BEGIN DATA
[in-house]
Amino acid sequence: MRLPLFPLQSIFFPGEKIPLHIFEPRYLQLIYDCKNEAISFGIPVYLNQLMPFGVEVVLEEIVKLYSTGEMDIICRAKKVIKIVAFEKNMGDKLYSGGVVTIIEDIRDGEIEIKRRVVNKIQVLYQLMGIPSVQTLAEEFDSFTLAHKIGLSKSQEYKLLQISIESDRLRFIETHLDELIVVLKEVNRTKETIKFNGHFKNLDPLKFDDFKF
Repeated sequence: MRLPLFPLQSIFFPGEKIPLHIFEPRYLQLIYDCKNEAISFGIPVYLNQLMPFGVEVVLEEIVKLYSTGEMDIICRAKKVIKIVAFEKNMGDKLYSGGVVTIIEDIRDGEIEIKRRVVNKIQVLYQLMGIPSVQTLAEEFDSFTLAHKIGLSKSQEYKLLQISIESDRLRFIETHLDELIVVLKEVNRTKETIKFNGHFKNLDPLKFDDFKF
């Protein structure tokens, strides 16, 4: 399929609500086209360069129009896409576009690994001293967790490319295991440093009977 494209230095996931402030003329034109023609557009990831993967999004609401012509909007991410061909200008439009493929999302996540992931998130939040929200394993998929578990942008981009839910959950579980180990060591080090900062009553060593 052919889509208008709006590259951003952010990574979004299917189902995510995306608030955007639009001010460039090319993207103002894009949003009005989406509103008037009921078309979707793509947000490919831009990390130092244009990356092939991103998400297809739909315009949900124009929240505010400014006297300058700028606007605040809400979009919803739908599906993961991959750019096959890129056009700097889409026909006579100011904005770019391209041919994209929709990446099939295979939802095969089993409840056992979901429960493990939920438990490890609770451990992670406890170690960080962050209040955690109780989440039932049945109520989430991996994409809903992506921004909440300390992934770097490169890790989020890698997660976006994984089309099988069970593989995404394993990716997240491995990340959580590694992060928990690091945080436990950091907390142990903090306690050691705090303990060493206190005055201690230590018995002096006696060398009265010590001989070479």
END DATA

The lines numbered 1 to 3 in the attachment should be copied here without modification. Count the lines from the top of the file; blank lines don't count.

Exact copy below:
[in-house]
Amino acid sequence: MRLPLFPLQSIFFPGEKIPLHIFEPRYLQLIYDCKNEAISFGIPVYLNQLMPFGVEVVLEEIVKLYSTGEMDIICRAKKVIKIVAFEKNMGDKLYSGGVVTIIEDIRDGEIEIKRRVVNKIQVLYQLMGIPSVQTLAEEFDSFTLAHKIGLSKSQEYKLLQISIESDRLRFIETHLDELIVVLKEVNRTKETIKFNGHFKNLDPLKFDDFKF
Repeated sequence: MRLPLFPLQSIFFPGEKIPLHIFEPRYLQLIYDCKNEAISFGIPVYLNQLMPFGVEVVLEEIVKLYSTGEMDIICRAKKVIKIVAFEKNMGDKLYSGGVVTIIEDIRDGEIEIKRRVVNKIQVLYQLMGIPSVQTLAEEFDSFTLAHKIGLSKSQEYKLLQISIESDRLRFIETHLDELIVVLKEVNRTKETIKFNGHFKNLDPLKFDDFKF